“Unfortunately,” Mills lamented, “most African countries have a very onerous visa regime and the air flights are not only unreliable, but relatively sparse in terms of their coverage and penetration of African markets.”

Still, he concluded, there is “certainly a huge amount of unrealized potential in tourism with all the multiplier employment prospects that it offers.”

‘Ditto’ for Agriculture
“Ditto,” he said, “in terms of agriculture,” which is extremely underdeveloped in relation to its potential in Africa.

“Africa’s agricultural yields have been two-thirds below that of the rest of the world,” Mills explained, due to “a huge lack of investment in extension services and fertilizer and seed programs.”

African agricultural output, he said, has “more or less flat-lined since independence in terms of its yield increases. This means that 38 of 48 sub-Saharan African countries are net food importers. It’s a staggering statistic.”

With more and more Africans moving to urban areas, he warned, “if we are to develop in our cities and if we are able to reduce food costs, we need to up our game.”

That means “addressing questions about land title, it means improving extension services, it means getting the private sector involved. It means upping scale in terms of agriculture, because that obviously brings certain efficiencies, and it means introducing technologies.”

In essence, Mills said, Africa must move “from a subsistence, peasant-type farming environment to a large-scale commercial involvement, [with] all the steps in between, particularly in mid-level farming.”

Despite this current underutilization of agricultural resources, Mills continued, “there’s huge potential on the continent. We shouldn’t be stuck at 5 percent growth. We should be looking at 10 percent growth and find out and understand the reasons why we’re not doing 15 percent growth,” since Africa is starting “from such a low base.”

(This article originally appeared in two parts, and in somewhat different form, on, on October 7 and October 8, 2010.)

Saturday, November 20, 2010

Author Interview: Jennifer Burns on Ayn Rand's Latter-Day Popularity

To many people, the unusually high level of interest in the works of Ayn Rand and her surge in popularity are puzzling.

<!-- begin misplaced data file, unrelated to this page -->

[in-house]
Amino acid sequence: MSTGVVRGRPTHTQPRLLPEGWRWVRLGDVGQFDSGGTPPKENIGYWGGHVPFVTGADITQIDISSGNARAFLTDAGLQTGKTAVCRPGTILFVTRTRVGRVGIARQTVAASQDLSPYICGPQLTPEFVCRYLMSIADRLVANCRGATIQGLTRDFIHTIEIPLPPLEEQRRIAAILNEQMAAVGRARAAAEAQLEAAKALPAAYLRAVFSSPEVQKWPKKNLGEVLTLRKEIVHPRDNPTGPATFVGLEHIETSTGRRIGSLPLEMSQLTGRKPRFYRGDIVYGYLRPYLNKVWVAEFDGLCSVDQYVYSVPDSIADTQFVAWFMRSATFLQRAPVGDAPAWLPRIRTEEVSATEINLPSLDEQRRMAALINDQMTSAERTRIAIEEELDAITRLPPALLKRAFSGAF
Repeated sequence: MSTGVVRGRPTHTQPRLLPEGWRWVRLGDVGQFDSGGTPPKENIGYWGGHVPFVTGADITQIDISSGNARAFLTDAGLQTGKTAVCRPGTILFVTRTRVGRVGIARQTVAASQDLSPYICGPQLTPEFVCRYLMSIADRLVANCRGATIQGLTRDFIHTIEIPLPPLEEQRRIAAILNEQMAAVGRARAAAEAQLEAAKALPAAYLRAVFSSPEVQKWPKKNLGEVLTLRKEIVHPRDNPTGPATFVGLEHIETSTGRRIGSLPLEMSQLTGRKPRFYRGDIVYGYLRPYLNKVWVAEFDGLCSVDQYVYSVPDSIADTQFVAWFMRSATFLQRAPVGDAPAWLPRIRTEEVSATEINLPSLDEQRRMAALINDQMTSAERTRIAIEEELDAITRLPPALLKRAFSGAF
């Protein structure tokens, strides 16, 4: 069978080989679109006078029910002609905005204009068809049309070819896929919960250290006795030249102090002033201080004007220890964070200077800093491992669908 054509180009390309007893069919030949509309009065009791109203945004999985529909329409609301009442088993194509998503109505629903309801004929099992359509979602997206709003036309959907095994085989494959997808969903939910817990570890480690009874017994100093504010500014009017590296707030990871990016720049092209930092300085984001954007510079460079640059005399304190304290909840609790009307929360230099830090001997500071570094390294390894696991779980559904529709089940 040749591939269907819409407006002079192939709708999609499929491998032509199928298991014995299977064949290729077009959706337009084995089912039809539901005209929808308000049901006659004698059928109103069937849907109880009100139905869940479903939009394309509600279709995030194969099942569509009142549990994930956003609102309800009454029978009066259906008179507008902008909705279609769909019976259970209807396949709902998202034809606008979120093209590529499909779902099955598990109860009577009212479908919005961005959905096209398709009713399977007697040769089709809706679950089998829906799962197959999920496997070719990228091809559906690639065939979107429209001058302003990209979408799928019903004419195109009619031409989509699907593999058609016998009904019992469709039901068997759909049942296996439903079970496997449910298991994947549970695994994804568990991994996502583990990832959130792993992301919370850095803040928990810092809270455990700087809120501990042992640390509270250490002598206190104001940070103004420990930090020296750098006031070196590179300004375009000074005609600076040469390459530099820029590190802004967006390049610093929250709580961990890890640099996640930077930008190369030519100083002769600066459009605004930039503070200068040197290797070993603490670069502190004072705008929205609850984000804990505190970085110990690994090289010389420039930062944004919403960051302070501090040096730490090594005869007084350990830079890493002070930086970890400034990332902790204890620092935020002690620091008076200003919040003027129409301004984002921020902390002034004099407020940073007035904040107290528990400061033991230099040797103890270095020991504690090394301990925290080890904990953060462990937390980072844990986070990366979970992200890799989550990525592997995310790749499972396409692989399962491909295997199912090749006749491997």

In January 2009, the Wall Street Journal’s Stephen Moore published an article called “’Atlas Shrugged’: From Fiction to Fact in 52 Years,” in which he wrote:

“Many of us who know Rand's work have noticed that with each passing week, and with each successive bailout plan and economic-stimulus scheme out of Washington, our current politicians are committing the very acts of economic lunacy that 'Atlas Shrugged' parodied in 1957, when this 1,000-page novel was first published and became an instant hit.”

Two months later, The Economist reported that according to “data from TitleZ, a firm that tracks best-seller rankings on Amazon, an online retailer, the book's 30-day average Amazon rank was 127 on Feb. 21, well above its average over the past two years of 542. On Jan. 13 the book's ranking was 33, briefly besting President Barack Obama's popular tome, ‘The Audacity of Hope.’”

Earlier this year, Marsha Enright and Gen LaGreca noted in The Daily Caller that Moore’s 2009 article “seemed to ignite an explosion of interest in Ayn Rand. Sales of this prescient novel tripled; two Rand biographies have been selling like hotcakes; and references to her in the media have skyrocketed.”

What explains this phenomenon: A philosopher/novelist who died in 1982 is more popular now than when she was actively writing and promoting her books?

On April 15, 2010, after a panel discussion at the University of Virginia on whether libertarians should seek an alliance with liberals (with the resulting combination called “liberaltarian”), I put this question to one of the authors of the two Rand biographies that were published last year, UVA historian and panel moderator Jennifer Burns, who wrote Goddess of the Market: Ayn Rand and the American Right.

Burns said that Ayn Rand “has become a rallying point for the opposition to Obama. Definitely, she has become a really strong presence in the Tea Party. I think a lot of people are seeing her writing as prophetic, both predicting what’s happening now and warning about what can happen if the state gets too big.”

In Burns’ opinion, Rand’s “time has come, in many ways.” She cautioned, however, that “it’s probably a temporary boom. She may fade away and then she’ll probably come back the next time we see this kind of state expansion.”

Burns said that so far her book has received “a very enthusiastic reaction.” Rand, she said, “is a really important figure in American intellectual life [who] hasn’t been recognized as such [and who] hasn’t been treated as such. Most readers of Rand simply appreciate that I take her on her own terms and explain just why she matters.”

(This article originally appeared on April 18, 2010, in slightly different form, on